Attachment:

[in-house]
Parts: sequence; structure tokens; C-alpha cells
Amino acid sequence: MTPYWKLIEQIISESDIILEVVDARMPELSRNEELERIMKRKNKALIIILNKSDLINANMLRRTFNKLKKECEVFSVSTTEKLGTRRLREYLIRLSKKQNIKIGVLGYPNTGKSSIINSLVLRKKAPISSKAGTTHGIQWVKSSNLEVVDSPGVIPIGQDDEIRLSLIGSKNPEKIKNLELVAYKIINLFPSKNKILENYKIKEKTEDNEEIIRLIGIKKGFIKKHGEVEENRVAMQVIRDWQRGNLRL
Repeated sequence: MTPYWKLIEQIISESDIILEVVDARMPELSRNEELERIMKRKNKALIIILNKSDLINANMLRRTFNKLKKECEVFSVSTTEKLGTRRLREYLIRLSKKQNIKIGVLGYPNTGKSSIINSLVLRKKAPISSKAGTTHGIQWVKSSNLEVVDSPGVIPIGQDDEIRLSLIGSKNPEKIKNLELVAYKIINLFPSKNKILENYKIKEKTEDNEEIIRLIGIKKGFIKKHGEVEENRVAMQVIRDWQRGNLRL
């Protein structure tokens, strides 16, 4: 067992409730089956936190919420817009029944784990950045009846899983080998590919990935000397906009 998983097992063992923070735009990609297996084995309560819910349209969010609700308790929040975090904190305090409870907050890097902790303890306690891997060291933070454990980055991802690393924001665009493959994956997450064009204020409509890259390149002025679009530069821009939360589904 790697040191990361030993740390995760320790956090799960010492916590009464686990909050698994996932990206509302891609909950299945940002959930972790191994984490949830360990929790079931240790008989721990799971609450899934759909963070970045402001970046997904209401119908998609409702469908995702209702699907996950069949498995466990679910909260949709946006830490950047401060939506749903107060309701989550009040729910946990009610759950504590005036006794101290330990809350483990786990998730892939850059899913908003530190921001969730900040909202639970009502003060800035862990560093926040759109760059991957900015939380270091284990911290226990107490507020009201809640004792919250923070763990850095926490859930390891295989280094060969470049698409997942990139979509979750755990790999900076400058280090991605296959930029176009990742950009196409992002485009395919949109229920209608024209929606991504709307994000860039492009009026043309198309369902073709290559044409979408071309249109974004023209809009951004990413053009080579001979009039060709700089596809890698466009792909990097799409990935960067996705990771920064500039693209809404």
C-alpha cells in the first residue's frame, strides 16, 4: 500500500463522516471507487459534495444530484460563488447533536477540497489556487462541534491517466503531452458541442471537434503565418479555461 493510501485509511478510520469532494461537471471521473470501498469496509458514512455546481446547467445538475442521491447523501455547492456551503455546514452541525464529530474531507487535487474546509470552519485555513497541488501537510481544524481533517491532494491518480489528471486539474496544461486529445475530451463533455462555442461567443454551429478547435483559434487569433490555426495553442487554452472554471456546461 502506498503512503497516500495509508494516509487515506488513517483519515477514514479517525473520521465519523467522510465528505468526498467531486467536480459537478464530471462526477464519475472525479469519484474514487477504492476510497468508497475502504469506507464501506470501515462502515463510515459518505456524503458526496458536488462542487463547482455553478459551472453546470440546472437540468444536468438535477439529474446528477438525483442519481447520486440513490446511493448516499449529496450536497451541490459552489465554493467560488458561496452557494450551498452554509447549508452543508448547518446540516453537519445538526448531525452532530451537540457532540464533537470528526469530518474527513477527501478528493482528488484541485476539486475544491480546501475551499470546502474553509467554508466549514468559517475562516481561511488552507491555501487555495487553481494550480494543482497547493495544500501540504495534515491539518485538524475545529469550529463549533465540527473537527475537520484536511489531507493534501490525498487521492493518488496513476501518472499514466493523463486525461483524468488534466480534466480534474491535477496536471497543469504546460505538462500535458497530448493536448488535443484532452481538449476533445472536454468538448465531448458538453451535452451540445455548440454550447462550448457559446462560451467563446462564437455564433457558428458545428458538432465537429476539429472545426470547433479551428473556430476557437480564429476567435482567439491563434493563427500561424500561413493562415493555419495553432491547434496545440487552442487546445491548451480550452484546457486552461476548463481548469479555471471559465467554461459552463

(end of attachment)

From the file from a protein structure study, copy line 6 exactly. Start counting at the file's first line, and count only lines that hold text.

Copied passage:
C-alpha cells in the first residue's frame, strides 16, 4: 500500500463522516471507487459534495444530484460563488447533536477540497489556487462541534491517466503531452458541442471537434503565418479555461 493510501485509511478510520469532494461537471471521473470501498469496509458514512455546481446547467445538475442521491447523501455547492456551503455546514452541525464529530474531507487535487474546509470552519485555513497541488501537510481544524481533517491532494491518480489528471486539474496544461486529445475530451463533455462555442461567443454551429478547435483559434487569433490555426495553442487554452472554471456546461 502506498503512503497516500495509508494516509487515506488513517483519515477514514479517525473520521465519523467522510465528505468526498467531486467536480459537478464530471462526477464519475472525479469519484474514487477504492476510497468508497475502504469506507464501506470501515462502515463510515459518505456524503458526496458536488462542487463547482455553478459551472453546470440546472437540468444536468438535477439529474446528477438525483442519481447520486440513490446511493448516499449529496450536497451541490459552489465554493467560488458561496452557494450551498452554509447549508452543508448547518446540516453537519445538526448531525452532530451537540457532540464533537470528526469530518474527513477527501478528493482528488484541485476539486475544491480546501475551499470546502474553509467554508466549514468559517475562516481561511488552507491555501487555495487553481494550480494543482497547493495544500501540504495534515491539518485538524475545529469550529463549533465540527473537527475537520484536511489531507493534501490525498487521492493518488496513476501518472499514466493523463486525461483524468488534466480534466480534474491535477496536471497543469504546460505538462500535458497530448493536448488535443484532452481538449476533445472536454468538448465531448458538453451535452451540445455548440454550447462550448457559446462560451467563446462564437455564433457558428458545428458538432465537429476539429472545426470547433479551428473556430476557437480564429476567435482567439491563434493563427500561424500561413493562415493555419495553432491547434496545440487552442487546445491548451480550452484546457486552461476548463481548469479555471471559465467554461459552463